||This article may be confusing or unclear to readers. (December 2007)|
|Weight||140.64 carats (28.128 g)|
|Color||White with pale blue|
|Country of origin||India|
|Mine of origin||Kollur Mine, Guntur District, Andhra Pradesh|
|Cut by||Harris, 1704-1706|
|Original owner||Kollur Mine|
|Current owner||France (on display at the Louvre)|
The Regent Diamond is a diamond owned by the French state and on display in the Louvre. In 1698, a slave found the 410 carat (82 g) uncut diamond in Kollur mine (more specifically in Guntur District in the state of Andhra Pradesh, India) and hid it inside a large wound in his leg. An English sea captain stole the diamond from the slave after killing him and sold it to an Indian merchant. Governor Thomas Pitt acquired it from a merchant in Madras in 1701. Because of Pitt's ownership it is sometimes known as the Pitt Diamond.
Pitt bought the diamond for £20,400 (£2,803,320 as of 2013),, and had it cut into a 141 carats (28.2 g) cushion brilliant. After many attempts to sell it to various Members of European royalty, including Louis XIV of France, it was purchased by the French Regent, Philippe II, Duke of Orléans in 1717 for £135,000 (£17,385,050 as of 2013),. The stone was set into the crown of Louis XV for his coronation in 1722 and then into a new crown for the coronation of Louis XVI in 1775. It was also used to adorn a hat belonging to Marie Antoinette. In 1791 its appraised value was £480,000 (£48,882,550 as of 2013),.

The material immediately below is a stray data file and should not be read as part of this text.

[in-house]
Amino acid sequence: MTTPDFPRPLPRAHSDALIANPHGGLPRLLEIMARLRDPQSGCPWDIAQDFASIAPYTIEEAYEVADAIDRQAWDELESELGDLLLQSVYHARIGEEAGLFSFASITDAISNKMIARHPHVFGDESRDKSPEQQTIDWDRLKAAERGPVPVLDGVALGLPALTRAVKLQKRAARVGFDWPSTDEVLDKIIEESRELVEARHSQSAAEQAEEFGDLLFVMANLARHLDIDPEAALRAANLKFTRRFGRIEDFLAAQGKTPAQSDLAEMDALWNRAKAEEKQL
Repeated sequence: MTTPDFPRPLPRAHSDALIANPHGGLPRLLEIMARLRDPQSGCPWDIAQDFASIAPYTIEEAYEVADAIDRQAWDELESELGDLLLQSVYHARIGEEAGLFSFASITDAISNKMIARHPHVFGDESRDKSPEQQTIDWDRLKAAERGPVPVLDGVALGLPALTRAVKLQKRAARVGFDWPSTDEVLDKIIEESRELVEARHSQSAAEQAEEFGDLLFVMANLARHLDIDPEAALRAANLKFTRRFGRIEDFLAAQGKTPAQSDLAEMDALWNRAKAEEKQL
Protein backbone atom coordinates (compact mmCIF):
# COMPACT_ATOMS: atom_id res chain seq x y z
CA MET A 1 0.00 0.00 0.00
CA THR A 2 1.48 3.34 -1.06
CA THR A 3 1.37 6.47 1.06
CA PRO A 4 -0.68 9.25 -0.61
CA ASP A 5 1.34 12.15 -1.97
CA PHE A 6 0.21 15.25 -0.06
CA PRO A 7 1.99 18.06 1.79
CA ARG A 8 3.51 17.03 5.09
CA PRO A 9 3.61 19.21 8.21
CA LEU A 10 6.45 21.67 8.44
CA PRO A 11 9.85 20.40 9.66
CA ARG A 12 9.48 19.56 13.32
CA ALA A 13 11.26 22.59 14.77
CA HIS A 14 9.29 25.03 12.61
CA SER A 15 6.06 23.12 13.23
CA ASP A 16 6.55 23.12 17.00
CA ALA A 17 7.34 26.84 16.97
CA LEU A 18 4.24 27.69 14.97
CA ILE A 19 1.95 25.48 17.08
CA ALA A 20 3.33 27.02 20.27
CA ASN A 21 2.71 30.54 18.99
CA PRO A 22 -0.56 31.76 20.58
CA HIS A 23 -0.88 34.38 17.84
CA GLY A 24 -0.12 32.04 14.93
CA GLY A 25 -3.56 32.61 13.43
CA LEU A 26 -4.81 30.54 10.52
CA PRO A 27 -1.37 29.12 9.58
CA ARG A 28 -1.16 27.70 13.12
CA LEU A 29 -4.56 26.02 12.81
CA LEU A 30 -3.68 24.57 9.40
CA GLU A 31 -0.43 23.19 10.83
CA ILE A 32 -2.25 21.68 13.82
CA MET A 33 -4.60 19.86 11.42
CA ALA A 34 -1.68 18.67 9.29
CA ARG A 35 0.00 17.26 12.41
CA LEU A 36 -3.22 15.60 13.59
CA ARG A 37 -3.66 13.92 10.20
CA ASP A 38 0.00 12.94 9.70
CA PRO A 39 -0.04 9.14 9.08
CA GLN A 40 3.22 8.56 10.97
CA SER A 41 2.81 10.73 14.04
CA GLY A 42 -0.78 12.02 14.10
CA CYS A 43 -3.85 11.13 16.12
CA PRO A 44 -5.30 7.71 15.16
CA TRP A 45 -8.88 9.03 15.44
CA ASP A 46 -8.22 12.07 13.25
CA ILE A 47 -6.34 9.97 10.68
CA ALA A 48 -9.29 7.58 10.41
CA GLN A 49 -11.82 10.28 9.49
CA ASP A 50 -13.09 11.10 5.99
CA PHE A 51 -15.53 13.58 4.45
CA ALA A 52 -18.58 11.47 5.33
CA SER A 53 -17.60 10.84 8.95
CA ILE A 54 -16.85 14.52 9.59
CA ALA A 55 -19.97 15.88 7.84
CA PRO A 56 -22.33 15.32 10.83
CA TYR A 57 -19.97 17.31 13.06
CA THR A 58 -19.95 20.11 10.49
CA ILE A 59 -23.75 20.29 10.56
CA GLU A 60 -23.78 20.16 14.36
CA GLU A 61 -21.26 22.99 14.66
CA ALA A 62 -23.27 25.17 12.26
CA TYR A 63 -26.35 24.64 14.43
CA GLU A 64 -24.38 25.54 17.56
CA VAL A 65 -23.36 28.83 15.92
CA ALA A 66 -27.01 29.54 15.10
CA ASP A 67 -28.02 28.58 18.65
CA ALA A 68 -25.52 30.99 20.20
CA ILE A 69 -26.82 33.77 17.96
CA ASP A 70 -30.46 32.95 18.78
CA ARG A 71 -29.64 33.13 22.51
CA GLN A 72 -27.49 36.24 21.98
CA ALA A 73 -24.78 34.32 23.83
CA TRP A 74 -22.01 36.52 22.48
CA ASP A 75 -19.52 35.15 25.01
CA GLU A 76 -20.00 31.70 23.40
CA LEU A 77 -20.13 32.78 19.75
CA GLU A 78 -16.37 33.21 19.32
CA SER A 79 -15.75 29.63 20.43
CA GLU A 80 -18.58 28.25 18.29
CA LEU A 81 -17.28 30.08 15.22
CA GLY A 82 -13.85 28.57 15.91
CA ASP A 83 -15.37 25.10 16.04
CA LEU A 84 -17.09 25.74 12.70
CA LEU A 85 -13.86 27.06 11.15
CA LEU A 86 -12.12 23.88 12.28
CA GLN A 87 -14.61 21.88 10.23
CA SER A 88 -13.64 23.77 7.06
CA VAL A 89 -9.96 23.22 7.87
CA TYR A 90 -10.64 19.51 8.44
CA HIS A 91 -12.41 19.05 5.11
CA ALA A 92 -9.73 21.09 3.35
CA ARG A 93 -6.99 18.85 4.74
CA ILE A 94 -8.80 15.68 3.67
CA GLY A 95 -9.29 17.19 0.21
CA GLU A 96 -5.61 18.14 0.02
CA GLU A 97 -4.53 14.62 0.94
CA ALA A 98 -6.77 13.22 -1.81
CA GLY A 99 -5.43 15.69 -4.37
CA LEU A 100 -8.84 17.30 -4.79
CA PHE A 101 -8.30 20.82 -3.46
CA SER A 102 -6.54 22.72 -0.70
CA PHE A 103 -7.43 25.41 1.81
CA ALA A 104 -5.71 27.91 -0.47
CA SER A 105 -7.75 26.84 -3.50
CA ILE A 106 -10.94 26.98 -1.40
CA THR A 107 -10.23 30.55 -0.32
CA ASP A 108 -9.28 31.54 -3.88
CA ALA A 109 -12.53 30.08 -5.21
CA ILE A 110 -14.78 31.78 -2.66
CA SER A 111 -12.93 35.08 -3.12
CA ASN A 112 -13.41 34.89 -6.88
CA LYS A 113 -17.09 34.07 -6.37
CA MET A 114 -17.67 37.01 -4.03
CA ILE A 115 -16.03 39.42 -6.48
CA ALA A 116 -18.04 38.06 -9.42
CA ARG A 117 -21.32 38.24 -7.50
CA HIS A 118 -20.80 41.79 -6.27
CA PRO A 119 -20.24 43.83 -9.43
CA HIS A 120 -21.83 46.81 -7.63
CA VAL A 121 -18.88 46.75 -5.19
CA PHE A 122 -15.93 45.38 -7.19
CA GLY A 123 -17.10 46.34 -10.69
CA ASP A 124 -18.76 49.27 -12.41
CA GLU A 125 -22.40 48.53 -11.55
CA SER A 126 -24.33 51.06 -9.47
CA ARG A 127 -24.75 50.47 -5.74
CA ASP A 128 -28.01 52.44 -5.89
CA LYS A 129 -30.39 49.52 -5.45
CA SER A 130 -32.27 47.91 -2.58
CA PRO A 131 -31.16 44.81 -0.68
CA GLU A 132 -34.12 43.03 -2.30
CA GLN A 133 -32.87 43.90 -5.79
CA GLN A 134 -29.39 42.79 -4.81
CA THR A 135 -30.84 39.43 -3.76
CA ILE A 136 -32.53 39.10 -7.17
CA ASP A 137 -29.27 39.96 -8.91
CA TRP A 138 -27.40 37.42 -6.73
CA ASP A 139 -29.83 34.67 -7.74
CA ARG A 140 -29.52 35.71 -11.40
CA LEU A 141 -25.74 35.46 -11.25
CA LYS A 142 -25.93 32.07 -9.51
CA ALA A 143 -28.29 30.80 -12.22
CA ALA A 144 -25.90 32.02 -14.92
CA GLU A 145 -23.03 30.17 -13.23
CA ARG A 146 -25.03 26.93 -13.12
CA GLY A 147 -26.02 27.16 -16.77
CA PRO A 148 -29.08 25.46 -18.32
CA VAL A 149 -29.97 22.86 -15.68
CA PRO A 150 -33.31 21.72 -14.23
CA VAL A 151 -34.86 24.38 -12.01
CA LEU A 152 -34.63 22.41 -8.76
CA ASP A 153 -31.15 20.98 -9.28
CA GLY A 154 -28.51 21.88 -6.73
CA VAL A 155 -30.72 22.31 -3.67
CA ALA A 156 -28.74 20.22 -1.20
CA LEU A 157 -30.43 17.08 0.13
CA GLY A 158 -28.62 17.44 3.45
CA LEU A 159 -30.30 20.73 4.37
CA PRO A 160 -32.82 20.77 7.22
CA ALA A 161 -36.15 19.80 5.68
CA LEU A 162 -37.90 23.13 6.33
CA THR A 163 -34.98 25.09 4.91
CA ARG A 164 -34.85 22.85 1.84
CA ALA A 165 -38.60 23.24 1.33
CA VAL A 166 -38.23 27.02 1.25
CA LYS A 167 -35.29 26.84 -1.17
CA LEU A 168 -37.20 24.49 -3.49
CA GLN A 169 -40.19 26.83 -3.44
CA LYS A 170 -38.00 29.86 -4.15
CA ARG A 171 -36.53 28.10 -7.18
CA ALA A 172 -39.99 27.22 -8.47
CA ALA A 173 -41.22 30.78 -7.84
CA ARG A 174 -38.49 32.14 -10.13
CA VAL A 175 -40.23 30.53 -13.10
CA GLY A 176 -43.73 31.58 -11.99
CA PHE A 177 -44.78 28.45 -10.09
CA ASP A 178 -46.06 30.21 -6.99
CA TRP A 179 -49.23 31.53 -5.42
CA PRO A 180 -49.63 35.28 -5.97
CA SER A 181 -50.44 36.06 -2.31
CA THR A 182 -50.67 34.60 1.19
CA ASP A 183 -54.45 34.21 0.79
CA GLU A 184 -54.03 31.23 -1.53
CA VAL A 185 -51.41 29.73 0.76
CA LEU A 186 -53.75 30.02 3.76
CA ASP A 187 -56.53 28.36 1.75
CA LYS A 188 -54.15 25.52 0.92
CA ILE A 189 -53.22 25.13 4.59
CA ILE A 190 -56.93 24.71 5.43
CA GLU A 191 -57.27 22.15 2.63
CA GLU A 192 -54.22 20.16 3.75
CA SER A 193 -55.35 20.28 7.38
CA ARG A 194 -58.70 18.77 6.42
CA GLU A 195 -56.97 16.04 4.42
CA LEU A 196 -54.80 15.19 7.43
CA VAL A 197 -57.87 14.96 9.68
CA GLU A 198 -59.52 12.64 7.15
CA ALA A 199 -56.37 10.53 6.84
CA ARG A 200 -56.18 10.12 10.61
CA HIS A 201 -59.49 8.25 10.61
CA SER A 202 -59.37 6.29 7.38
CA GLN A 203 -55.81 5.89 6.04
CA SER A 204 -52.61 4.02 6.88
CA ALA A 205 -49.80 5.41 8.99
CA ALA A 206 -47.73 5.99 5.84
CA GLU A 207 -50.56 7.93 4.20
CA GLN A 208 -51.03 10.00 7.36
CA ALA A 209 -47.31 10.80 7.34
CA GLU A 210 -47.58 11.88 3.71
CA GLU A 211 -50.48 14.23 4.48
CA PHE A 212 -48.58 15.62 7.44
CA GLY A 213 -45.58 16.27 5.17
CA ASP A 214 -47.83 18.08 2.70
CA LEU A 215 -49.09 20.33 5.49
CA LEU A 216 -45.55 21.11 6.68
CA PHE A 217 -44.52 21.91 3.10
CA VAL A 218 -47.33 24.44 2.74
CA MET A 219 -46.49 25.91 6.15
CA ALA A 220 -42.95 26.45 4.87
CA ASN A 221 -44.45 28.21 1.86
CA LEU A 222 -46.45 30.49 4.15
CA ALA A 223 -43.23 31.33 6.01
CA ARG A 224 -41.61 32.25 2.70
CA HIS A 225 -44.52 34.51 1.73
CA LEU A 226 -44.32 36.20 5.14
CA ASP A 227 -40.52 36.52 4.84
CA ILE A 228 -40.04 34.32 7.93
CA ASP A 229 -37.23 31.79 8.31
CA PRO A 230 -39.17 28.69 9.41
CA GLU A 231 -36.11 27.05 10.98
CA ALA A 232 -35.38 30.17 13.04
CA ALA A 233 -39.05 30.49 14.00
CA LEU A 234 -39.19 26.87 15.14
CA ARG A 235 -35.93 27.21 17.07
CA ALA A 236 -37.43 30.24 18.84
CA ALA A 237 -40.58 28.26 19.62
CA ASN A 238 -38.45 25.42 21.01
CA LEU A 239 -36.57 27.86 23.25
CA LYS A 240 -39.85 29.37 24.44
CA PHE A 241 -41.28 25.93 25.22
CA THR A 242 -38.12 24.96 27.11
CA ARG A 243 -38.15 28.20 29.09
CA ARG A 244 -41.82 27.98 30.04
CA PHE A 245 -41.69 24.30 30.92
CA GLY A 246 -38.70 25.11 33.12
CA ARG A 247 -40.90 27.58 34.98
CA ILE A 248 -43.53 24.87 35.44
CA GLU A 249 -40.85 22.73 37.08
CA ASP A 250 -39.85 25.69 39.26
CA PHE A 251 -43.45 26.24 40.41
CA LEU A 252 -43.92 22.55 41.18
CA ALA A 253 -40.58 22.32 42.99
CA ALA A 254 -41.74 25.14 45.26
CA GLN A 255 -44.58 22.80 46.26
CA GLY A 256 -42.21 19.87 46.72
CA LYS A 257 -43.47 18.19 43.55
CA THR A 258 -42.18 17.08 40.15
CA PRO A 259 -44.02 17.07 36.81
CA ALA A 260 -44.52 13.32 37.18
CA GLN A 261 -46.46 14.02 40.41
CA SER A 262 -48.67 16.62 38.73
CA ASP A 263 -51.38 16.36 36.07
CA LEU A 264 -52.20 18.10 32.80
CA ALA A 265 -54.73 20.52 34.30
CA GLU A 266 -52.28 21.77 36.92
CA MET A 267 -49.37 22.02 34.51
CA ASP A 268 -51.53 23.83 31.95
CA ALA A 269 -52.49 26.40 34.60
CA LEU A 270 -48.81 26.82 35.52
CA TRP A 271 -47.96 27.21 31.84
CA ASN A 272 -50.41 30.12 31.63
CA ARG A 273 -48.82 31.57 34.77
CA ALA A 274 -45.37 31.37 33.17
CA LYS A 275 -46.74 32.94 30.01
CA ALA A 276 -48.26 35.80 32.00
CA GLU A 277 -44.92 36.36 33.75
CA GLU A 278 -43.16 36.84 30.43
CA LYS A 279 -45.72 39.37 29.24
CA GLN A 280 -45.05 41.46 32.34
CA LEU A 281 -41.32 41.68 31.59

In 1792 during the revolutionary furor in Paris, "Le Régent," as the diamond came to be known, was stolen along with other crown jewels of France, but was later recovered, after being hidden in some roof timbers in a Paris attic. The diamond was used as security on several occasions by the Directoire and later the Consulat, before being permanently redeemed by Napoleon Bonaparte in 1801.
Napoleon used it to unleash his sword, designed by the goldsmiths Odiot, Boutet and Marie-Etienne Nitot. In 1812, it appeared on the Emperor's two-edged sword, the work of Nitot. Napoleon's second wife, Archduchess Marie Louise of Austria, carried the Régent back to Austria upon his death. Later her father returned it to the French Crown Jewels. The diamond was mounted successively on the crowns of Louis XVIII, Charles X and Napoleon III.
- Brown, Peter Douglas. William Pitt, Earl of Chatham: The Great Commoner. Allen & Unwin, 1975
- Regent diamond history in "Great Diamonds of the Earth" by Edwin Streeter
- Deccan Heritage, H. K. Gupta, A. Parasher and D. Balasubramanian, Indian National Science Academy, 2000, p. 144, Orient Blackswan, ISBN 81-7371-285-9
- Brown p.15
- UK CPI inflation numbers based on data available from Gregory Clark (2013), "What Were the British Earnings and Prices Then? (New Series)" MeasuringWorth.